The First Easter without my Dad.

My Dad com­mit­ted sui­cide on Decem­ber 31, 2009.  I never thought that pre­vi­ous state­ment would be pos­si­ble.  My Dad was a strong, can do man.  How­ever, on Decem­ber 31 he said he “can­not” for the first time.  He did not want to live.  I wish I had known there was some­thing wrong.  I wish I could hug him one more time and tell him how much I loved him and admired him.  I was always so proud of my Dad but did not tell him.

Every­one grieves in dif­fer­ent ways.  My way was anger and denial.  I was mad at him.  How could he do this to my Mom, kids and grand­chil­dren.  My anger also turned to my mother.  What did she say to him before he did this.  How could she miss the signs.  My rela­tion­ship with my mother has always been del­i­cate since the day I was born.  How­ever, the death of my father has made it where I don’t have a rela­tion­ship at all with her.   I miss her and I am let­ting her have her space.  I hope that one day we can sit down and work things out.  My par­ents would have been mar­ried for 48 years last month.  I can only imag­ine how hard it has to be for her not to have her rock, her love, her best friend with her.

It was easy to be in denial of my father’s death because I could just pre­tend that he was at home with my Mom and since I have not been over to the house then I did not have to face it.   Fri­day, Good Fri­day, it hit me like a brick. I was get­ting gas and my car would not start.  I tried not to panic and opened the hood and checked things but still would not start.  I got back in my car and started to call my Dad.   My Dad was always there for me when I needed him.   I then real­ized that I could not call my Dad.  I would never be able to call my Dad for help again.  It was at that moment that I really truly began to grieve my father.  How would I make it with out my Dad to be there when I needed help.  I cried harder than I ever had before and have been this week­end.  My “Daddy” is gone and will not be com­ing back.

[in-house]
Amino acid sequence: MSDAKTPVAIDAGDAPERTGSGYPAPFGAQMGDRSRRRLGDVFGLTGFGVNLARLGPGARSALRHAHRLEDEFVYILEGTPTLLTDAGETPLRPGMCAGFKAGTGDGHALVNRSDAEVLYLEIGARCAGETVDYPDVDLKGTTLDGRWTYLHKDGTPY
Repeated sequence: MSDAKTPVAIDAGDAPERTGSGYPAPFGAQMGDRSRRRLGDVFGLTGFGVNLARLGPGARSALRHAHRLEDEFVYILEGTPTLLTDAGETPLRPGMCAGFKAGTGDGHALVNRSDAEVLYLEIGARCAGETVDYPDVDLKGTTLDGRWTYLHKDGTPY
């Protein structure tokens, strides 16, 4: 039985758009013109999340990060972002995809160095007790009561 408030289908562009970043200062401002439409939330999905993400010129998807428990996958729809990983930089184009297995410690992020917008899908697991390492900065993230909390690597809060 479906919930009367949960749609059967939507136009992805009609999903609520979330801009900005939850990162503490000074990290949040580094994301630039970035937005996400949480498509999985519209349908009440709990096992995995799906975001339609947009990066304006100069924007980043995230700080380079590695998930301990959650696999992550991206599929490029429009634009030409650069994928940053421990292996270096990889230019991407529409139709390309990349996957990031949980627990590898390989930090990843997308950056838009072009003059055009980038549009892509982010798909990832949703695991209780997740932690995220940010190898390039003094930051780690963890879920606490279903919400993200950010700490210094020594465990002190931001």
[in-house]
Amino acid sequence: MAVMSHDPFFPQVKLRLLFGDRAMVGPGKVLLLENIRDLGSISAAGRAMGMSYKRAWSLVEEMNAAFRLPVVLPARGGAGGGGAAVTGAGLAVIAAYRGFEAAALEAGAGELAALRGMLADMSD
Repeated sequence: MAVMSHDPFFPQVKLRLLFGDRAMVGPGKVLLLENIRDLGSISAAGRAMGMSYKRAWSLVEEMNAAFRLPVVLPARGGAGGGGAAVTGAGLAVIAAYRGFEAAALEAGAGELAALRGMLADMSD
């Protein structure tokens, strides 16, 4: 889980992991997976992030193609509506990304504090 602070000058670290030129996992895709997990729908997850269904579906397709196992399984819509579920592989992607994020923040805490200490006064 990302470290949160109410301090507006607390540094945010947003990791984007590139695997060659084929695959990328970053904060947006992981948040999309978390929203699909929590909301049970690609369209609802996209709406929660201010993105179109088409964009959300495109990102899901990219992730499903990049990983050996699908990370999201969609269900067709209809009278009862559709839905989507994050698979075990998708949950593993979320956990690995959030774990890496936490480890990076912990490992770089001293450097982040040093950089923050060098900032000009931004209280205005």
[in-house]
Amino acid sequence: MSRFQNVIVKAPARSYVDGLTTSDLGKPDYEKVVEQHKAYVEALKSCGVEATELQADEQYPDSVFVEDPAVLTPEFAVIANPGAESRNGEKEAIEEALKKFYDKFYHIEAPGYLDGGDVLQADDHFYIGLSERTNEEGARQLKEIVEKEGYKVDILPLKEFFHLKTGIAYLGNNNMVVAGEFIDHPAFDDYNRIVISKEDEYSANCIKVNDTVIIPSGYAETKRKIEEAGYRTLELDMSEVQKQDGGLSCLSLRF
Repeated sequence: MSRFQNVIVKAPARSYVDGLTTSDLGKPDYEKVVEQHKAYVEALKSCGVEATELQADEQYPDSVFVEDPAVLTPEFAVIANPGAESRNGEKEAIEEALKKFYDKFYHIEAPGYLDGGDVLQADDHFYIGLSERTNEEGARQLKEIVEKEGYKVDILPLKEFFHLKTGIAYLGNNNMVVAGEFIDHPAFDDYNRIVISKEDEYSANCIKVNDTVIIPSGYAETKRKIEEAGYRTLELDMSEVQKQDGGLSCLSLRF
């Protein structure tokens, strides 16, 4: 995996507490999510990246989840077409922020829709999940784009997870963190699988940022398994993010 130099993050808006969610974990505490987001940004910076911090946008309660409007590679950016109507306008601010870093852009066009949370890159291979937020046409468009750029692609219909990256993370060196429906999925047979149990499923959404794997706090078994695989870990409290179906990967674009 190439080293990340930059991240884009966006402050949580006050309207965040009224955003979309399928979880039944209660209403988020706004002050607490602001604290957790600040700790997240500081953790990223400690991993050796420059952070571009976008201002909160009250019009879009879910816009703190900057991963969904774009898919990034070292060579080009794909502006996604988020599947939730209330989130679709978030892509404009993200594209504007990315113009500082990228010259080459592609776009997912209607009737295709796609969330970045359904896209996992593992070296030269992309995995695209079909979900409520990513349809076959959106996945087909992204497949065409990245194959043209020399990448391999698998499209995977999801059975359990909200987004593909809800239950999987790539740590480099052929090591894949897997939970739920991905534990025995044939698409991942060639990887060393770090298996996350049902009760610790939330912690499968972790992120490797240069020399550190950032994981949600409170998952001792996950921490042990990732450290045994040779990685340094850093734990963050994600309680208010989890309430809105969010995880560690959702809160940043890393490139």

My old­est son came over this morn­ing and gave me a stuffed bunny this morn­ing and spent a lit­tle bit of time before he went to the fam­ily gath­er­ing that I was not invited to.  I am grate­ful for him and did make it a lit­tle eas­ier today.   I sit at home today with my car not work­ing, with­out my fam­ily, no Easter din­ner but all of that is so sec­ondary to my Dad is not here.   I can get my car fixed and try to work on my fam­ily rela­tion­ships but there is noth­ing I can do to bring my Dad back.

My Dad is in a bet­ter place and it is because of Jesus Christ that my Dad was for­given of his sins and I believe spend­ing his first Easter up in heaven with Jesus him­self.  I have a ten­dency to be agnos­tic but I must believe in God or I would not think that my father was in heaven.

Thank you for read­ing my very first blog post.  Please remem­ber to tell peo­ple in your life how much they mean to you while you have a chance.

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7 thoughts on “The First Easter without my Dad.